During the first week of September this year, U.S. District Judge Denise Cote of Manhattan approved a settlement between the Justice Department and three publishers who allegedly conspired with other publisher and tech giant Apple Inc to drive up the costs and prices of e-books.
Cote, while mentioning the settlement caused negative comments, she said there was absolutely no justification for price fixing. The Justice Department, in their lawsuit, accused Apple and a total of five publishers of price fixing in order to break the hold Amazon.com has on the e-book market.
News Corp’s HarperCollins Publishers Inc, CBS Corp’s Simon and Schuster Inc, and Lagardere SCA’s Hachette Book Group are the three publishers who agreed to settle; Pearson Plc’s Penguin Group and MacMillan, a division of Verlagsgruppe Georg von Holtzbrinck GmbH, are planning to fight the lawsuit along with Apple Inc.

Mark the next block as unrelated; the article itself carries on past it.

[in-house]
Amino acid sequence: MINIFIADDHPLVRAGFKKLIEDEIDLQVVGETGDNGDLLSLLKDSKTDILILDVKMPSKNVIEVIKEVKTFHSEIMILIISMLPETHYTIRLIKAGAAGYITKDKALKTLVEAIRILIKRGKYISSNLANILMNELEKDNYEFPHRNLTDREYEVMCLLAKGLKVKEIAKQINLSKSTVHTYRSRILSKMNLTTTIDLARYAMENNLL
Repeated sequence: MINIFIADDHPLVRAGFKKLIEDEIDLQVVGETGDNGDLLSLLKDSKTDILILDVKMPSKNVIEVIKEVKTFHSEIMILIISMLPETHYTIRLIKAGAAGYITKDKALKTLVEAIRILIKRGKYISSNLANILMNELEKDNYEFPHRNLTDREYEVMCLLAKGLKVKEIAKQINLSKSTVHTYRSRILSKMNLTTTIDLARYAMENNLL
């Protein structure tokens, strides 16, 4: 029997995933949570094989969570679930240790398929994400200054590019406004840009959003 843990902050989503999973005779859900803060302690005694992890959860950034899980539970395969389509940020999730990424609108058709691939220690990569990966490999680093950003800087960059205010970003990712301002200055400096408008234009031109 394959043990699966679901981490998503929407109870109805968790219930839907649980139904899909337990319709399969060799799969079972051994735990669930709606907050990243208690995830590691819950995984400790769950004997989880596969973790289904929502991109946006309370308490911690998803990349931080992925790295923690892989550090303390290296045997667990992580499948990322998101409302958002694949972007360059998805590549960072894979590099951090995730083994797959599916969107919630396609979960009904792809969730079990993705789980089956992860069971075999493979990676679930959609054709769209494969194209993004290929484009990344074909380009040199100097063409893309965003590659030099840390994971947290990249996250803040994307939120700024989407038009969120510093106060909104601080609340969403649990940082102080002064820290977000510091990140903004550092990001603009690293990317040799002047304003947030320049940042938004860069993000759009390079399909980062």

The settlement so far has had many critics including booksellers Barnes & Noble Inc who claim the move with strengthen the dominance that Amazon enjoys and will eventually push smaller publishing houses out of business. Amazon has been informally accused of selling e-books below price to drive out competition, to only raise prices later.
“Even if Amazon was engaged in predatory pricing, this is no excuse for price-fixing,” said the judge in her 45-page opinion.
While e-books are gaining in popularity with sales of over $2 billion in 2011, most people still prefer to buy print books and spent over $11.1 billion on them in the same time period.